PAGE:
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View Diary: If the Euro fails. (282 comments)

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  •  webranding, Q: is this just one more reason (2+ / 0-)
    Recommended by:
    G2geek, loftT

    to get out of the banks and move to a credit union?

    I am not speaking here of the other good reasons to do this, but if these other banks did need a bailout with a euro failure, would they honor our deposits?  What do you think?  

    I belong to the “US” of America, not the “ME,$,ME,$,ME,$,ME,$” of America!

    by SeaTurtle on Sun Nov 27, 2011 at 12:47:49 PM PST

    [ Parent ]

    •  Deposits up to 250k are insured federally (2+ / 0-)
      Recommended by:
      beforedawn, Odysseus

      so you wouldn't have to worry about getting your money.  Although BofA has moved a lot of their toxic assets to the subsidiary that has those insured accounts so when they go bad there will be a back door bailout.

      There revolution will not be televised. But it will be blogged, a lot. Probably more so than is necessary.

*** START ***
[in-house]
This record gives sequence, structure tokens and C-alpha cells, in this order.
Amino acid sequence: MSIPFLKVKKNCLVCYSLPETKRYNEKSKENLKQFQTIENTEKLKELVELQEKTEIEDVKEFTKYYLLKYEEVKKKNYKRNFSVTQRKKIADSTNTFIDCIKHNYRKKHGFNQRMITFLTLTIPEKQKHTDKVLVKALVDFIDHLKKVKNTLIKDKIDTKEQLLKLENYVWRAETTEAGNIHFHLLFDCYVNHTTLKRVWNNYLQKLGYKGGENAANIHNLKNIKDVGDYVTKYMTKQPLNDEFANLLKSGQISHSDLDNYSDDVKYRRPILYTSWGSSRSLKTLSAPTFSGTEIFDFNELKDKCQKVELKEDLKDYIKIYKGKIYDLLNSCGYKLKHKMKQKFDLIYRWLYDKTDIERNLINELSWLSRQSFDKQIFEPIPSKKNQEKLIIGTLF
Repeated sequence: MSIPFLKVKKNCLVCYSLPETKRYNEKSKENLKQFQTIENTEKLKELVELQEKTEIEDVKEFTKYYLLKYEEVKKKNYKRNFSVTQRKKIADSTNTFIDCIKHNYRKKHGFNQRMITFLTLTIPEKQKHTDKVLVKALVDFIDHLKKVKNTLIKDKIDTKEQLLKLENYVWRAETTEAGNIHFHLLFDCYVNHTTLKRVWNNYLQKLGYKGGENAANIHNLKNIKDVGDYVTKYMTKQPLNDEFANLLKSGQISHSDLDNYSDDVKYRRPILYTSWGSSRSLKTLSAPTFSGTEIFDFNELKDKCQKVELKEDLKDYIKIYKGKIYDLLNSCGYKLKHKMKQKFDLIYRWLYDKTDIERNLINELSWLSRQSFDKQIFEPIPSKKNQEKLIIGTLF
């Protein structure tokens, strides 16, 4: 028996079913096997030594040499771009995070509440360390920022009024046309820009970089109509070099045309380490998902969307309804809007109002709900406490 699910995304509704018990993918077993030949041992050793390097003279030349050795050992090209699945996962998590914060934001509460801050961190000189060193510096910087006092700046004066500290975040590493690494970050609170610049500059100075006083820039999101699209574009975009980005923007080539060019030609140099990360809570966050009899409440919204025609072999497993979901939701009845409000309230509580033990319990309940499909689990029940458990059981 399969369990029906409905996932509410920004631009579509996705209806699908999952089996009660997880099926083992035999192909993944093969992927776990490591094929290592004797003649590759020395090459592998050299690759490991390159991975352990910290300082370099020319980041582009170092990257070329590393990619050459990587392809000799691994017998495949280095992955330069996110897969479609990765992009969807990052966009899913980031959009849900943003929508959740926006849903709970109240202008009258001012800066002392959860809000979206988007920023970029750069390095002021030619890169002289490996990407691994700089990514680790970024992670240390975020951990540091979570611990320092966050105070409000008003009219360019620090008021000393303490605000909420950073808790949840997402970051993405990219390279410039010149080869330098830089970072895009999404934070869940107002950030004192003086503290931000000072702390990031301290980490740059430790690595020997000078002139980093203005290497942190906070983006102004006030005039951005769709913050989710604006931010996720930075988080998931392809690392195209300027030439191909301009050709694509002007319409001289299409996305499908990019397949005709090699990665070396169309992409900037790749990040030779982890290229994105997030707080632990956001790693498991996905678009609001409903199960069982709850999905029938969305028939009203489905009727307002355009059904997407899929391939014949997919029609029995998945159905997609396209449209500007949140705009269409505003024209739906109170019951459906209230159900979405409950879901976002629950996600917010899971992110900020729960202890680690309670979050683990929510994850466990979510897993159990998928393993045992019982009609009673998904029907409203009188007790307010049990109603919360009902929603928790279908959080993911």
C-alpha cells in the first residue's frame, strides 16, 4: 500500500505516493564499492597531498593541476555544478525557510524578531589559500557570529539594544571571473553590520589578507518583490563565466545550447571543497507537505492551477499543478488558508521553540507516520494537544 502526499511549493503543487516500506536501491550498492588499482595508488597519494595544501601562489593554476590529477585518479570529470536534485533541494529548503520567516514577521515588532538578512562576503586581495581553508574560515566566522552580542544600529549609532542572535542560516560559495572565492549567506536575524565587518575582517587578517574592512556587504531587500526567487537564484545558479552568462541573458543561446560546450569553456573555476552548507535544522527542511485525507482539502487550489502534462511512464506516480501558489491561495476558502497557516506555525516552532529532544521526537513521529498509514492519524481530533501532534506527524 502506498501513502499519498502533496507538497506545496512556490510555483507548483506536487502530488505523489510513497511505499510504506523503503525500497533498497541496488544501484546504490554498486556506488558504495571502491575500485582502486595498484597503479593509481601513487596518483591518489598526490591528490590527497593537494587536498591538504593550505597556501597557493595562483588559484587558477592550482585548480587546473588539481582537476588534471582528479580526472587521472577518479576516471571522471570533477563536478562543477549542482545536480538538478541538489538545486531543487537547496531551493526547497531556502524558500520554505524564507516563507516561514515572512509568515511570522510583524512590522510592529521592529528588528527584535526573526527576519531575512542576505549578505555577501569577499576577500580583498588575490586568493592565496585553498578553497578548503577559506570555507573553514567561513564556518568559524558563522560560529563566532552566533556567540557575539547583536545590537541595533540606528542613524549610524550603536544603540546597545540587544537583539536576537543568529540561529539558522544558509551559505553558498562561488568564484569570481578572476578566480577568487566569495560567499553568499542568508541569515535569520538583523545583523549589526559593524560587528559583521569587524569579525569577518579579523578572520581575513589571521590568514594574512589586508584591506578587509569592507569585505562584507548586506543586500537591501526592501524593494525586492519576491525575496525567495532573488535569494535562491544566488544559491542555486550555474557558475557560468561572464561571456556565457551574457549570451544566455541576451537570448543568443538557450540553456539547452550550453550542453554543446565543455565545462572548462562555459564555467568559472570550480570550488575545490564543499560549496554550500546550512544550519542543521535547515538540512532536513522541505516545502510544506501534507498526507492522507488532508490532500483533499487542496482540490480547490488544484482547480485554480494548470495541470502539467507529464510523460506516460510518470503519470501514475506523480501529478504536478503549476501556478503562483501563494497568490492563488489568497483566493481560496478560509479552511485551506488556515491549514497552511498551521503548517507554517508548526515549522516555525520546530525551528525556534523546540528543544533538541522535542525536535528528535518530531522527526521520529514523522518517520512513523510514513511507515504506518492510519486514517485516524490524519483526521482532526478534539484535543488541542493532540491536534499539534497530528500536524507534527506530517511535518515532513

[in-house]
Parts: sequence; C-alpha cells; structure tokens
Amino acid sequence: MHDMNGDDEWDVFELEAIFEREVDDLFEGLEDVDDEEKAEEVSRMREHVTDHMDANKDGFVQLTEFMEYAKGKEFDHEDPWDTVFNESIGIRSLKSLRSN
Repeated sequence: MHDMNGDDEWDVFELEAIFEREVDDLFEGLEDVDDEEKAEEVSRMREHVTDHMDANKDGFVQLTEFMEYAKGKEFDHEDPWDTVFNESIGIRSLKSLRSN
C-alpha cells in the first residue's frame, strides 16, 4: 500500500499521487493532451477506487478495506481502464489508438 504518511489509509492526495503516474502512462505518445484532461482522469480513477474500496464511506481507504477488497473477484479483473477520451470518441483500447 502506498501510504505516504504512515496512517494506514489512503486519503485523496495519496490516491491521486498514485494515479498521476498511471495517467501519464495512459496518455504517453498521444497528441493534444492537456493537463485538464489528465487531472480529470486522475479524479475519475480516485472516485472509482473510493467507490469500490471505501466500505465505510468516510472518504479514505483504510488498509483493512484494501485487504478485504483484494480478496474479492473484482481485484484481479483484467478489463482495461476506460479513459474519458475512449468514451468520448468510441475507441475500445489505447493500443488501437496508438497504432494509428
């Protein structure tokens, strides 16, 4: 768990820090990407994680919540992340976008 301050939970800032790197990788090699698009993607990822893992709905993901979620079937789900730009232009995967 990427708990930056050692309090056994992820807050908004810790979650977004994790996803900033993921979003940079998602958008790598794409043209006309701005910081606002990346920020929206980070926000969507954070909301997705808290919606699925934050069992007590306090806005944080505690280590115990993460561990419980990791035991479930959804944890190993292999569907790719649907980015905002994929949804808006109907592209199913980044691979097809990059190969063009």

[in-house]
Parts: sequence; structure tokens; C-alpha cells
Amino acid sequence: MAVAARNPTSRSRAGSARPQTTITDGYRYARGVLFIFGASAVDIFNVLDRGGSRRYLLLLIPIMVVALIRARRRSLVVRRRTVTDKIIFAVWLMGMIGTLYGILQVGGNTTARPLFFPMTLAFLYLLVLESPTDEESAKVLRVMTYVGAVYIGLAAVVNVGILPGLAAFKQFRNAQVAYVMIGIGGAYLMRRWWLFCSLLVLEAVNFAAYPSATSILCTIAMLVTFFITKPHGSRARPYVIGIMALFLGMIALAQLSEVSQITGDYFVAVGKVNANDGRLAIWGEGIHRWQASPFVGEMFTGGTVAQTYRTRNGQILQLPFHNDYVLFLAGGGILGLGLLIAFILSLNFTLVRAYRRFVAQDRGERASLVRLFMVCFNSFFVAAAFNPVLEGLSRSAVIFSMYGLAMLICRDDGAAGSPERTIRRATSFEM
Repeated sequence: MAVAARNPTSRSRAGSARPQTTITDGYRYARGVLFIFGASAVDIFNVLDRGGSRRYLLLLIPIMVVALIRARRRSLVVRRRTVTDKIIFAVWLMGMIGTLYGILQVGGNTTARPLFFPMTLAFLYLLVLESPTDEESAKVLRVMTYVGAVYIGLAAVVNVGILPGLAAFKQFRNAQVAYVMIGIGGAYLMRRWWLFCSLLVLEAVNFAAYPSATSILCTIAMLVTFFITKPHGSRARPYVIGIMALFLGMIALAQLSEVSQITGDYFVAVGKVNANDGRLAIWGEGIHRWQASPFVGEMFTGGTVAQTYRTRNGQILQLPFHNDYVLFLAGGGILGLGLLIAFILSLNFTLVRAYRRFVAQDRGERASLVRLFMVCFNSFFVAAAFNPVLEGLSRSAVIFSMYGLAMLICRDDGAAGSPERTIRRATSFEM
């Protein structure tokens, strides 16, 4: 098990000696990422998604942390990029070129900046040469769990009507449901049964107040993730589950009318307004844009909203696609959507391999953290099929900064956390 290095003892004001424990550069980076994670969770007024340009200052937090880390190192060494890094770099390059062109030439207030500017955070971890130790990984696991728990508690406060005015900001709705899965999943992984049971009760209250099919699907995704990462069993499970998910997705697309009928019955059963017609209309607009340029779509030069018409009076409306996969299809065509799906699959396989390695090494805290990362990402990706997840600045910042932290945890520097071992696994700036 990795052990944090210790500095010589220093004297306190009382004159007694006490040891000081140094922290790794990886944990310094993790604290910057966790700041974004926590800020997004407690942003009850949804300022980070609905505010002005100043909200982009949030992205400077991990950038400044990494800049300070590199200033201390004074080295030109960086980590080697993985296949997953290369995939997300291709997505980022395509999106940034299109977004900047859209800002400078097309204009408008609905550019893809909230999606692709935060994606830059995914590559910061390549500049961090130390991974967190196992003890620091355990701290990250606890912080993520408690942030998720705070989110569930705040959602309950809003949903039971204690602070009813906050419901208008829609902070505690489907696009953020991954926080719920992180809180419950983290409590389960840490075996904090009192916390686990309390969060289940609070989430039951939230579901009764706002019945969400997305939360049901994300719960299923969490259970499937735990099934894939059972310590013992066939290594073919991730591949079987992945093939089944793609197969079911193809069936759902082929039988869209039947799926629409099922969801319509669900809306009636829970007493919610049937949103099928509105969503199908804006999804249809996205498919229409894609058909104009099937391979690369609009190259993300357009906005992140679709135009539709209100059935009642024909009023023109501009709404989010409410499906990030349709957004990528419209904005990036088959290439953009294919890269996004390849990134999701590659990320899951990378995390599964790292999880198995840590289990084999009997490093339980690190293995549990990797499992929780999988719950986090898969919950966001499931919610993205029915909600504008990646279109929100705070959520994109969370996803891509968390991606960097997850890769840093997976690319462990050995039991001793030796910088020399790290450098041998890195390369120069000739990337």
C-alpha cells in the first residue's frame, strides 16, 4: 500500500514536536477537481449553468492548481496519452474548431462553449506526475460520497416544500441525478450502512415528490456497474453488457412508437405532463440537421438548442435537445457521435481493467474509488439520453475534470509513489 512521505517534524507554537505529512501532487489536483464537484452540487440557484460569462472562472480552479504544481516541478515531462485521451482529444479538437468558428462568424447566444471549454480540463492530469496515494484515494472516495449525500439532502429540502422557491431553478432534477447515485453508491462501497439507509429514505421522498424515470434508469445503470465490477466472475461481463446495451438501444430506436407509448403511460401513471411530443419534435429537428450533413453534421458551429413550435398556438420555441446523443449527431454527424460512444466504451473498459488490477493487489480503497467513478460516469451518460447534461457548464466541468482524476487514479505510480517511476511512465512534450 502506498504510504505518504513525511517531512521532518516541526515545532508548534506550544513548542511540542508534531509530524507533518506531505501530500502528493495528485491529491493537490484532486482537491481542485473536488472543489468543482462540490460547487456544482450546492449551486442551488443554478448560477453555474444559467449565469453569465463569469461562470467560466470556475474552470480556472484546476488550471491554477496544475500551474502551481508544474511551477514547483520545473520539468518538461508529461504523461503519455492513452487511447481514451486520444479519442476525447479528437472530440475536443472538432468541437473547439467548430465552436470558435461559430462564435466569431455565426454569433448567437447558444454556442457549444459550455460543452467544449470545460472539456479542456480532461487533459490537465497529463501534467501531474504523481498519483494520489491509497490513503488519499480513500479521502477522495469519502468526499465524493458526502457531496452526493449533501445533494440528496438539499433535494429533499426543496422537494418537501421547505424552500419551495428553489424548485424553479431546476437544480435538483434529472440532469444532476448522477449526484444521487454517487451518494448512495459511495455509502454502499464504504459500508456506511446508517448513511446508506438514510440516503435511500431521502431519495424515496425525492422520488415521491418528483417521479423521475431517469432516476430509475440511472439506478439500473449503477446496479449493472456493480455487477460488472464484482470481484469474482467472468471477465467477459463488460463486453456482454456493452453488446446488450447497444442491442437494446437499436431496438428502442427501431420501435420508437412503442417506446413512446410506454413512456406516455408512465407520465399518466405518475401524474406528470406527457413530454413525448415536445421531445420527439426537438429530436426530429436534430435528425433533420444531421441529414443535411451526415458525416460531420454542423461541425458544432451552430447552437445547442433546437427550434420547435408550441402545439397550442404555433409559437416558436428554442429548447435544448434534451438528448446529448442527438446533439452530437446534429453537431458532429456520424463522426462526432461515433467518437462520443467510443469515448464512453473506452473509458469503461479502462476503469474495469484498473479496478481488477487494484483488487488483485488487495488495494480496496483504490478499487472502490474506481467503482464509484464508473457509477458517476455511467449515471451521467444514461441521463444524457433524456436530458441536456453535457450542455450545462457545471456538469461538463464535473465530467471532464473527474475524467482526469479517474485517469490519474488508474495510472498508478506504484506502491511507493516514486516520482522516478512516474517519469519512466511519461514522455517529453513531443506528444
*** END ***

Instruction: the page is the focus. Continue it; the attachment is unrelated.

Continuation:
by AoT on Sun Nov 27, 2011 at 04:16:35 PM PST

      [ Parent ]

      •  Actually, you might. The reality is that if (1+ / 0-)
        Recommended by:

        the big banks fail, the FDIC will have to go to Congress for a bailout.  That could take a week to a couple of months of arguing in Congress to happen.  Even if it was taken care of immediately it would still take time to print millions to tens of millions of physical checks.  I would say that a hopelessly optimistic timeframe is a week or two (that assumes Congress has already authorized a FDIC bailout, the FDIC can quickly export the depositor information in a format their systems can handle, and the printing presses are ready to run with plenty of ink and blank checks).

        There is no saving throw against stupid.

        by Throw The Bums Out on Sun Nov 27, 2011 at 06:20:50 PM PST

        [ Parent ]

    •  Credit union funds are insured (0+ / 0-)

      by the NCUA to $250,000, and in another Daily Kos diary in the last month a poster noted that the NCUA is in far more solid shape than FDIC.

      The problem with FDIC is that the banks are supposed to contribute to it on an ongoing basis; well before 2008 they decided everything had been going so well, the funds so seldom drawn on, the chances of needing FDIC to be fully funded so dim, that they no longer contributed or made only token payments.

      Besides, if there should be a 'run' on the FDIC, where would the money come from to stop or contain it?

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